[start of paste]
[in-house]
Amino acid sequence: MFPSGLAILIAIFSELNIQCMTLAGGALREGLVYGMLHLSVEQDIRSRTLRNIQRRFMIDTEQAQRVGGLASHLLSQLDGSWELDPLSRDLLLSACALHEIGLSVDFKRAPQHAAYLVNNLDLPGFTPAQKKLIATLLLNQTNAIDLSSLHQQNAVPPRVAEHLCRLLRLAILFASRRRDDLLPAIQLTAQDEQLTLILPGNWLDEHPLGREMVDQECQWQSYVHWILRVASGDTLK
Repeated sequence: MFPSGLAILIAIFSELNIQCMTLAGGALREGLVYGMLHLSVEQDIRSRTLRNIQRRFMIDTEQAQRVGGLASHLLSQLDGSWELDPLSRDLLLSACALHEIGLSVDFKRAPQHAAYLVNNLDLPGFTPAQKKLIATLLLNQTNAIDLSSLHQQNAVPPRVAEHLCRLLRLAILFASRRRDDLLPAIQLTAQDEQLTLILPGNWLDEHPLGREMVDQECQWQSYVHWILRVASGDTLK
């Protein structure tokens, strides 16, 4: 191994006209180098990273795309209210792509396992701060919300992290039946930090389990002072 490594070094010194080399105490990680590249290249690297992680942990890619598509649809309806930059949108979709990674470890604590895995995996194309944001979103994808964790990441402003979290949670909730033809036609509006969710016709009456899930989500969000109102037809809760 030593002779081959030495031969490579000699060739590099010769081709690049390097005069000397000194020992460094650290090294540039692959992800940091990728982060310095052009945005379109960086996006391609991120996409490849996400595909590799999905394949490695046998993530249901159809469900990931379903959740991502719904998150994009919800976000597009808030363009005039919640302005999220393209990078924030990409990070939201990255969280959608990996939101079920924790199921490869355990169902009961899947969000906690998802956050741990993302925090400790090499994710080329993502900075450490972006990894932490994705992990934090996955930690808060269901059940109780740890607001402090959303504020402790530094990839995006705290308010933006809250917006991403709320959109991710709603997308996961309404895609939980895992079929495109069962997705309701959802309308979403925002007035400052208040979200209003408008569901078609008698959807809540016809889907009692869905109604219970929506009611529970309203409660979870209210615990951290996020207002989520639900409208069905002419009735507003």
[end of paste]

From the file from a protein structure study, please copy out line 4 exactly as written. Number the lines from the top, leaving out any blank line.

């Protein structure tokens, strides 16, 4: 191994006209180098990273795309209210792509396992701060919300992290039946930090389990002072 490594070094010194080399105490990680590249290249690297992680942990890619598509649809309806930059949108979709990674470890604590895995995996194309944001979103994808964790990441402003979290949670909730033809036609509006969710016709009456899930989500969000109102037809809760 030593002779081959030495031969490579000699060739590099010769081709690049390097005069000397000194020992460094650290090294540039692959992800940091990728982060310095052009945005379109960086996006391609991120996409490849996400595909590799999905394949490695046998993530249901159809469900990931379903959740991502719904998150994009919800976000597009808030363009005039919640302005999220393209990078924030990409990070939201990255969280959608990996939101079920924790199921490869355990169902009961899947969000906690998802956050741990993302925090400790090499994710080329993502900075450490972006990894932490994705992990934090996955930690808060269901059940109780740890607001402090959303504020402790530094990839995006705290308010933006809250917006991403709320959109991710709603997308996961309404895609939980895992079929495109069962997705309701959802309308979403925002007035400052208040979200209003408008569901078609008698959807809540016809889907009692869905109604219970929506009611529970309203409660979870209210615990951290996020207002989520639900409208069905002419009735507003």